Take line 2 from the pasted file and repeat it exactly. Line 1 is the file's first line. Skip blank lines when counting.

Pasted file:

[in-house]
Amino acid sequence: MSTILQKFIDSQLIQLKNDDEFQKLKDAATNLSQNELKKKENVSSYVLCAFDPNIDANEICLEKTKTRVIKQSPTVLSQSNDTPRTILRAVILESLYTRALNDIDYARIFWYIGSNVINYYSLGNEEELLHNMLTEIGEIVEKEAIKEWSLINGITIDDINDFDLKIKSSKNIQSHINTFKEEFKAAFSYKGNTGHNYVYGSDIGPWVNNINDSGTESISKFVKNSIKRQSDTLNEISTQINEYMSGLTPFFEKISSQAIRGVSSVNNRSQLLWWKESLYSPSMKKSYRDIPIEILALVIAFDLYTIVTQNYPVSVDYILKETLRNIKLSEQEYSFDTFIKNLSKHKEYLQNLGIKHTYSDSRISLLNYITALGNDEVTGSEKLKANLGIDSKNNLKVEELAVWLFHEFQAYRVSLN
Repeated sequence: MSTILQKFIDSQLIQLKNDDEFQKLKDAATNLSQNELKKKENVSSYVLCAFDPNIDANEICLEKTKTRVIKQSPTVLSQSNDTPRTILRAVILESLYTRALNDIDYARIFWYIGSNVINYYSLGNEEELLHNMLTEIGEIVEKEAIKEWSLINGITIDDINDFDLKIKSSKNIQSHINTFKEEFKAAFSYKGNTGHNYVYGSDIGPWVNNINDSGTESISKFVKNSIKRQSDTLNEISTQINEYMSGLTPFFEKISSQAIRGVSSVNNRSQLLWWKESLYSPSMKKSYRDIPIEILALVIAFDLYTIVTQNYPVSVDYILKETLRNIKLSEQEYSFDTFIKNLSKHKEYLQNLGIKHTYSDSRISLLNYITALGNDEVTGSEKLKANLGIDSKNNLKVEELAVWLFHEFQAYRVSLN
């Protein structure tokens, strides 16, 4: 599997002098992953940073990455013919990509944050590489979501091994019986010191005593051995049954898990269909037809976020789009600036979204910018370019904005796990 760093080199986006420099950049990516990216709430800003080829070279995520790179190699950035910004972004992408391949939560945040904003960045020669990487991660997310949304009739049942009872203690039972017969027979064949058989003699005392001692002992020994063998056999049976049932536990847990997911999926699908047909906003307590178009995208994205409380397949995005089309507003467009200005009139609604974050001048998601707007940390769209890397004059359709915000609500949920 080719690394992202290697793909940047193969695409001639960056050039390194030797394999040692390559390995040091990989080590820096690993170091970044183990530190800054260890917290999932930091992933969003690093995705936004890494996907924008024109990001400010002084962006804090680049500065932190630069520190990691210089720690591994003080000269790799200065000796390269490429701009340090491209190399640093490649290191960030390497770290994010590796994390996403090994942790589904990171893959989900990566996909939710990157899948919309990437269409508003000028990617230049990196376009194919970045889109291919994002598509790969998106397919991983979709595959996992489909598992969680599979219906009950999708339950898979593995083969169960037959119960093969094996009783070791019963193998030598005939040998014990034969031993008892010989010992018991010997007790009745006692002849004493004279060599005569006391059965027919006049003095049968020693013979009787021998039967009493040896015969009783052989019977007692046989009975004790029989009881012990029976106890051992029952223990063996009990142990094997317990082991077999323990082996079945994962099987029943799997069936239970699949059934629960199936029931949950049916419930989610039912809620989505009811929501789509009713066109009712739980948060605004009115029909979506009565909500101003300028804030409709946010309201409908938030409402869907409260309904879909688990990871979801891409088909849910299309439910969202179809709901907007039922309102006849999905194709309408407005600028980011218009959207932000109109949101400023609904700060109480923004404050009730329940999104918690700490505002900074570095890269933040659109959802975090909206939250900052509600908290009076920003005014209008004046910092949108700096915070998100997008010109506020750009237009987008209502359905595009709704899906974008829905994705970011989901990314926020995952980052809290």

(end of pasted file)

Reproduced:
Amino acid sequence: MSTILQKFIDSQLIQLKNDDEFQKLKDAATNLSQNELKKKENVSSYVLCAFDPNIDANEICLEKTKTRVIKQSPTVLSQSNDTPRTILRAVILESLYTRALNDIDYARIFWYIGSNVINYYSLGNEEELLHNMLTEIGEIVEKEAIKEWSLINGITIDDINDFDLKIKSSKNIQSHINTFKEEFKAAFSYKGNTGHNYVYGSDIGPWVNNINDSGTESISKFVKNSIKRQSDTLNEISTQINEYMSGLTPFFEKISSQAIRGVSSVNNRSQLLWWKESLYSPSMKKSYRDIPIEILALVIAFDLYTIVTQNYPVSVDYILKETLRNIKLSEQEYSFDTFIKNLSKHKEYLQNLGIKHTYSDSRISLLNYITALGNDEVTGSEKLKANLGIDSKNNLKVEELAVWLFHEFQAYRVSLN